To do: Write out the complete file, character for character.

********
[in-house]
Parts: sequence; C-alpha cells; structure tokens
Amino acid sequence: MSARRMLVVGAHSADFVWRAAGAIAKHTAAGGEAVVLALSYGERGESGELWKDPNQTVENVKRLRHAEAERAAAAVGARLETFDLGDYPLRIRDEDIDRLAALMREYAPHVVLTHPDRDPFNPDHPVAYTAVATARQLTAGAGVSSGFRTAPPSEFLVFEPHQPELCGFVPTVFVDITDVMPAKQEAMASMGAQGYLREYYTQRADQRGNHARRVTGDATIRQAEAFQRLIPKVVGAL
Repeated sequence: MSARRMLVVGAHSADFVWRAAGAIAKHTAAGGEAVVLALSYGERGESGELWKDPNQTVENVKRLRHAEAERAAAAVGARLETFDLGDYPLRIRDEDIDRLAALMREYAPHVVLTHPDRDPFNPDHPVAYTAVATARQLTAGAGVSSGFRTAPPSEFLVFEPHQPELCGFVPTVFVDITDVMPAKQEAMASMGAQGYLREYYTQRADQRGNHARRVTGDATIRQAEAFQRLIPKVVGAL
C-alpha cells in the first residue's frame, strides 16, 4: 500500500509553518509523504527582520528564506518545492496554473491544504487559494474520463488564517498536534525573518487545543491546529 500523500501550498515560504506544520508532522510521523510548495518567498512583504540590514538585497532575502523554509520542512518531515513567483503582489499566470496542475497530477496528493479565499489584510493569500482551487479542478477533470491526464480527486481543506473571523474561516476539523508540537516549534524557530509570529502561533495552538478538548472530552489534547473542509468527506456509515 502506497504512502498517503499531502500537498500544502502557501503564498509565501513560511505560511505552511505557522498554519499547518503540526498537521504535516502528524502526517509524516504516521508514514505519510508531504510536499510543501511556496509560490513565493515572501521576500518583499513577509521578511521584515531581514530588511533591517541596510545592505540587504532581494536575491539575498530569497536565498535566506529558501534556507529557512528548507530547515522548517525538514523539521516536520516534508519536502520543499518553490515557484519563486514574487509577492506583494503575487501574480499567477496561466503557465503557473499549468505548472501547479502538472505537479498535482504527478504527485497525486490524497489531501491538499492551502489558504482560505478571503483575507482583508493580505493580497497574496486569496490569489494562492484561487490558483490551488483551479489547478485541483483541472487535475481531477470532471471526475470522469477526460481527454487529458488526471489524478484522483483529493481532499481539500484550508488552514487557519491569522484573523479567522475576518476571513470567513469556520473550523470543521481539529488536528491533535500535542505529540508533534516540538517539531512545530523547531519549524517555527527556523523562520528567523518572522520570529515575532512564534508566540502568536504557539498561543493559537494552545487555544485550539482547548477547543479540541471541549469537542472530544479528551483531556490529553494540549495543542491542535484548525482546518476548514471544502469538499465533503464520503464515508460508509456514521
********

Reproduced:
[in-house]
Parts: sequence; C-alpha cells; structure tokens
Amino acid sequence: MSARRMLVVGAHSADFVWRAAGAIAKHTAAGGEAVVLALSYGERGESGELWKDPNQTVENVKRLRHAEAERAAAAVGARLETFDLGDYPLRIRDEDIDRLAALMREYAPHVVLTHPDRDPFNPDHPVAYTAVATARQLTAGAGVSSGFRTAPPSEFLVFEPHQPELCGFVPTVFVDITDVMPAKQEAMASMGAQGYLREYYTQRADQRGNHARRVTGDATIRQAEAFQRLIPKVVGAL
Repeated sequence: MSARRMLVVGAHSADFVWRAAGAIAKHTAAGGEAVVLALSYGERGESGELWKDPNQTVENVKRLRHAEAERAAAAVGARLETFDLGDYPLRIRDEDIDRLAALMREYAPHVVLTHPDRDPFNPDHPVAYTAVATARQLTAGAGVSSGFRTAPPSEFLVFEPHQPELCGFVPTVFVDITDVMPAKQEAMASMGAQGYLREYYTQRADQRGNHARRVTGDATIRQAEAFQRLIPKVVGAL
C-alpha cells in the first residue's frame, strides 16, 4: 500500500509553518509523504527582520528564506518545492496554473491544504487559494474520463488564517498536534525573518487545543491546529 500523500501550498515560504506544520508532522510521523510548495518567498512583504540590514538585497532575502523554509520542512518531515513567483503582489499566470496542475497530477496528493479565499489584510493569500482551487479542478477533470491526464480527486481543506473571523474561516476539523508540537516549534524557530509570529502561533495552538478538548472530552489534547473542509468527506456509515 502506497504512502498517503499531502500537498500544502502557501503564498509565501513560511505560511505552511505557522498554519499547518503540526498537521504535516502528524502526517509524516504516521508514514505519510508531504510536499510543501511556496509560490513565493515572501521576500518583499513577509521578511521584515531581514530588511533591517541596510545592505540587504532581494536575491539575498530569497536565498535566506529558501534556507529557512528548507530547515522548517525538514523539521516536520516534508519536502520543499518553490515557484519563486514574487509577492506583494503575487501574480499567477496561466503557465503557473499549468505548472501547479502538472505537479498535482504527478504527485497525486490524497489531501491538499492551502489558504482560505478571503483575507482583508493580505493580497497574496486569496490569489494562492484561487490558483490551488483551479489547478485541483483541472487535475481531477470532471471526475470522469477526460481527454487529458488526471489524478484522483483529493481532499481539500484550508488552514487557519491569522484573523479567522475576518476571513470567513469556520473550523470543521481539529488536528491533535500535542505529540508533534516540538517539531512545530523547531519549524517555527527556523523562520528567523518572522520570529515575532512564534508566540502568536504557539498561543493559537494552545487555544485550539482547548477547543479540541471541549469537542472530544479528551483531556490529553494540549495543542491542535484548525482546518476548514471544502469538499465533503464520503464515508460508509456514521